It’s been about three years since the release of The 1975’s debut self titled album. The 16-track mega-mix filled with stadium anthems and minute long interludes quickly took the U.K by storm, with America quick to follow. In a matter of months, the band went from playing dive bars to major arenas and built a teenage-girl fan base eager to spend hundreds on a nosebleed seat in less than a year. The band had been touring with the same songs from the same debut album, and essentially the same set list, for years, which left audiences questioning the possibility of new music. Finally, the patience was rewarded with a brand new album. ‘I Like It When You Sleep, For You Are So Beautiful Yet So Unaware Of It’ dropped in February, confusing many with both it’s lengthy title and drastic change in sound.
I blame The 1975 for my one semester stint in college of wearing all black exclusively and sporting my bad attitude like an expensive accessory, so imagine my surprise when their first album in 3 years brought around bubble gum pink packaging filled with songs about cocaine and sex-drenched in the synths that are usually reserved for pop songs about mindless romance. The 1975 listeners are used to a transitional sound between pop and alternative rock, albeit a much darker and moody form of the combination. Songs like ‘Robbers’ and ‘The City’ from their self-titled were draped in drama and black silk, romanticizing the idea of sadness by delivering singles in the form of an attractive shirtless lead singer wearing combat boots. A few years later, the boys are still singing about drugs and misfortune, but they seem a little happier about it. Certainly, listeners who have grown out of the moody teenager stage of their life can rejoice that the band members have grown with them in terms of their attitude about the unfortunate.
The songs on ‘I Like It When You Sleep…’ are funny. Really, when you listen to the words, the sarcasm that is hidden behind layers of catchy riffs is actually very clever. In ‘If I Believe You,’ lead singer Matty Healy speaks cynically to a god he doesn’t believe in, ‘American’ pokes fun at the stereotypes behind the typical American girl, and ‘UGH!’ toys with the petty annoyances (I don’t have the capacity for fucking, you’re meant to be helping me…’) of addiction. Yes, small remains of their ‘old’ sound is still present; there are lengthy interludes in between a few tracks and the band still sings a bit about sadness and struggles with fame, but boy, depression and drug addiction never sounded like so much fun.
The band released a steady number of singles leading up to the actual album drop, which was a great idea from the record label’s marketing department. Shoving a brand new sound into consumer’s ears would probably have not been met with much praise. The releases prompted knowledgeable music fans, critics, and parents born after the year 1964 to all think the same thing: this sounds like Duran Duran/The Cure/ Aha/Any other relevant pop band from the 80’s. It’s true, The 1975 sounds nothing like the disco, rock, and hippie comedown that was being made in the year that they decided to name their band after. Instead, we find more electronic and glamorous electric guitar heavy tracks that sound a lot like a re-mastered version of something from the heart of Robert Smith. It’s a commendable project. Making music using influences from the most embarrassing decade of the last century sound cool and relevant is truly something special.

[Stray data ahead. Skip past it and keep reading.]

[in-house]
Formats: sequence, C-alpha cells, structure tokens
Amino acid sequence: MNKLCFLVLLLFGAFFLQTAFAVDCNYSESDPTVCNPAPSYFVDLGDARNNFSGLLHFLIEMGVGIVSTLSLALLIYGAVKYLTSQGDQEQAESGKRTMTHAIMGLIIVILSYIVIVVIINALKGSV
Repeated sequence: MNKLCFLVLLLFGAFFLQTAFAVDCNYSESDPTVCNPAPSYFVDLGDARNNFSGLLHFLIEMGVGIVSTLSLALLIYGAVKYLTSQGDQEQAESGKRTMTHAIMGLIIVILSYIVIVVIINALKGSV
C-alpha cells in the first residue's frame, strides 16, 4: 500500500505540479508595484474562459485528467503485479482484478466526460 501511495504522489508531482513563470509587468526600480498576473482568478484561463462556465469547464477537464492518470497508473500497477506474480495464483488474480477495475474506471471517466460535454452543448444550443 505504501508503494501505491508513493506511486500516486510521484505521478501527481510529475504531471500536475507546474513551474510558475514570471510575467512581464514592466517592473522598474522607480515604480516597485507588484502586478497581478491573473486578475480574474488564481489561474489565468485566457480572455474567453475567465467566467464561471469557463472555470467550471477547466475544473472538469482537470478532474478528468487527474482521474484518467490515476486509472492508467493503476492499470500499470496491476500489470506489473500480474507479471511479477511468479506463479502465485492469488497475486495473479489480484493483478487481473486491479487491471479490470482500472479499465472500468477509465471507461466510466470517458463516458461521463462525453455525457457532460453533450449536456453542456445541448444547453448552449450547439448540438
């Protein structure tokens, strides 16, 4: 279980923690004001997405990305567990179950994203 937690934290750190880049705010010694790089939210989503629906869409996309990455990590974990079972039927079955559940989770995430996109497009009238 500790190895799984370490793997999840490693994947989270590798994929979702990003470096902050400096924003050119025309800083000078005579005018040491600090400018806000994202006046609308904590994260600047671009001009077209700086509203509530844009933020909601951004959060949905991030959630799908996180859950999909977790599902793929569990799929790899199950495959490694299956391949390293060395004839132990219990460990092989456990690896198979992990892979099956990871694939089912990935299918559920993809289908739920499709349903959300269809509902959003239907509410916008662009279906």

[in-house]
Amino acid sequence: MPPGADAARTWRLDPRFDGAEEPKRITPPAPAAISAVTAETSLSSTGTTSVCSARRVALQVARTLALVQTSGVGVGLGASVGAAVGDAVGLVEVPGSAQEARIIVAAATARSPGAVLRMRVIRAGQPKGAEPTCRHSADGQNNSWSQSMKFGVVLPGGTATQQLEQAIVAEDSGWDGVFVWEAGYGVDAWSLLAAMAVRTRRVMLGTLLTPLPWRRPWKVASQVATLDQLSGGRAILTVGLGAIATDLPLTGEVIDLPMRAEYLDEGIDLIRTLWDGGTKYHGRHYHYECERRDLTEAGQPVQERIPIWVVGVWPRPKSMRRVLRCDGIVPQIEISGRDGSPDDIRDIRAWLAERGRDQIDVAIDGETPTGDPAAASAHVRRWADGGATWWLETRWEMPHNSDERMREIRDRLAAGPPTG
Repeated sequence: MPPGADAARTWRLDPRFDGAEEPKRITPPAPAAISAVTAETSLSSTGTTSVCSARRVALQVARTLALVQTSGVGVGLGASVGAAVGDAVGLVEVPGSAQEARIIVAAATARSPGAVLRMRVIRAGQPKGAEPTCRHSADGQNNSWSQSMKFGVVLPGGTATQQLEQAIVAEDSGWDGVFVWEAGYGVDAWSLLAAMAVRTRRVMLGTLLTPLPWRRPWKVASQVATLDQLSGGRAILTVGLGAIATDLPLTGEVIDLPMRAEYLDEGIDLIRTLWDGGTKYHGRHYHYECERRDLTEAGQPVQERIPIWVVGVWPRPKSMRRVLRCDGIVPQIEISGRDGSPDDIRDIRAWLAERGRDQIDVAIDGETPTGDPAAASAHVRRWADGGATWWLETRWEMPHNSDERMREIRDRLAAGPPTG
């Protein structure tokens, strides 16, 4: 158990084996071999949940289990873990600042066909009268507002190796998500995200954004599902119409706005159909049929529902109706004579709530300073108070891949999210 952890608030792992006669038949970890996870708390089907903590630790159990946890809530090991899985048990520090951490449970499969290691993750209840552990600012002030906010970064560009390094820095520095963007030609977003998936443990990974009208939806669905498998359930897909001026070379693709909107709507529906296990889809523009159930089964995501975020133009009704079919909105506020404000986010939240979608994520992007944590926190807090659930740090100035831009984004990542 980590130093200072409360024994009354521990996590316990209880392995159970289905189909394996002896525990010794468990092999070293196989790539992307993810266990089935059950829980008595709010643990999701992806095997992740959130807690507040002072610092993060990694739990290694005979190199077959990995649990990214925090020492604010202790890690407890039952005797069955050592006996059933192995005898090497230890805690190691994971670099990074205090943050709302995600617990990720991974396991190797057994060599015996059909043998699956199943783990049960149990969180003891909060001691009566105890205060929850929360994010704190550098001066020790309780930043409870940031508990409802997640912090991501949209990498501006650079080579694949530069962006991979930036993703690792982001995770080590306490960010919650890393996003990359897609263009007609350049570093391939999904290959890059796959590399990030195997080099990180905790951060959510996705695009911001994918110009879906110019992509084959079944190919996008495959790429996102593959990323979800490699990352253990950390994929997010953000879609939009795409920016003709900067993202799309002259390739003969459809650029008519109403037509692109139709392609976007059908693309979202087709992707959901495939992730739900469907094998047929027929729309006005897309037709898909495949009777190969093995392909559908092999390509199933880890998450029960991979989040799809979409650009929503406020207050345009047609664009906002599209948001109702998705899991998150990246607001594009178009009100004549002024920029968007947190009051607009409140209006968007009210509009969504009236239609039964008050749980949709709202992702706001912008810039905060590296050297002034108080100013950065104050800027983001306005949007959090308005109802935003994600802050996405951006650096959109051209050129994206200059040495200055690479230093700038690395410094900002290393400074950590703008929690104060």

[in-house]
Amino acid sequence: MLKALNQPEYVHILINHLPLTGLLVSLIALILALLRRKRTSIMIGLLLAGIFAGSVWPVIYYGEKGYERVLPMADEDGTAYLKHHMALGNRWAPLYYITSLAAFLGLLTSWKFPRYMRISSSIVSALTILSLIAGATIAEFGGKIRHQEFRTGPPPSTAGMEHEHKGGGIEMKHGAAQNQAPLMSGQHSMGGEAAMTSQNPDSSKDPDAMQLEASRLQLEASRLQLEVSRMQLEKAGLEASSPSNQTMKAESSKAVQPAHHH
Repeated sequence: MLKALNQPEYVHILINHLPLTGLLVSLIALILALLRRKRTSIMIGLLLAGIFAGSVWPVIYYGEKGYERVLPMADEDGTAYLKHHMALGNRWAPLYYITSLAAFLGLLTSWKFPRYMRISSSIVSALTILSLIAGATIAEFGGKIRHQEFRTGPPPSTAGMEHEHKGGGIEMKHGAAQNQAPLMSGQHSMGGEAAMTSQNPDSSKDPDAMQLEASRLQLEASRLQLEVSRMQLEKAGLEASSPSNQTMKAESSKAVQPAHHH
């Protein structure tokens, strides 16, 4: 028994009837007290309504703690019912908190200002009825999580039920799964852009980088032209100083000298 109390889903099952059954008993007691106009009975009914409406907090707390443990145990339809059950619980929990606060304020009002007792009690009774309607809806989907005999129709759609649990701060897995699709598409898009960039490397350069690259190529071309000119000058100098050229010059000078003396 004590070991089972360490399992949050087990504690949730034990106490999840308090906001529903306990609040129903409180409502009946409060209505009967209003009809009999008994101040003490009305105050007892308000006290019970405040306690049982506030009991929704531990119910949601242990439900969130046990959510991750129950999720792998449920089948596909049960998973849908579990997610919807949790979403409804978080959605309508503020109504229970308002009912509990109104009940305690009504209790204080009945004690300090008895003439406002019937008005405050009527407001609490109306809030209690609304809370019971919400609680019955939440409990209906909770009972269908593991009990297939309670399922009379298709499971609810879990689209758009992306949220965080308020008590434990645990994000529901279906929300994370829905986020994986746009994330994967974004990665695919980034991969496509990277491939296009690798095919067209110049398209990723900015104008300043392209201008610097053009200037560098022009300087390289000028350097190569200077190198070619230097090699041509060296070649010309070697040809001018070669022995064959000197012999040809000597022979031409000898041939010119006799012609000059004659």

We will always have the dark and gloomy bad boy sounds from The 1975’s self titled, but there’s something refreshing about seeing a band successfully conquer a brand new sound. Seeing artists grow into the music that makes them stand out amongst the crowd is often met with disapproval from the fans that love what they’re used to. There was plenty of backlash from a younger audience who have yet to understand that idolizing the alcoholic lead singer of a boy band is not something that can be written proudly on a college application. With that being said, The 1975 gained the respect from a slightly older audience and music critiques who appreciate a good old fashioned band transformation.
‘I Like It When You Sleep…’ has not yet lived up to the band’s freshman album, although it has the potential to. Their debut took a few months before it's popularity, and was only met with extreme success nearly a year after it’s release, and I’m hoping the same for this one. Clever songs laced with cynicism and an electric piano is something special to hold on to. But isn’t that the way it always goes? Albums met with critical acclaim and a cult following almost never make it to the top of the charts during the first few months post release. Until then, I will pretend to relate to songs about promiscuity and hard drugs until everyone else catches up.
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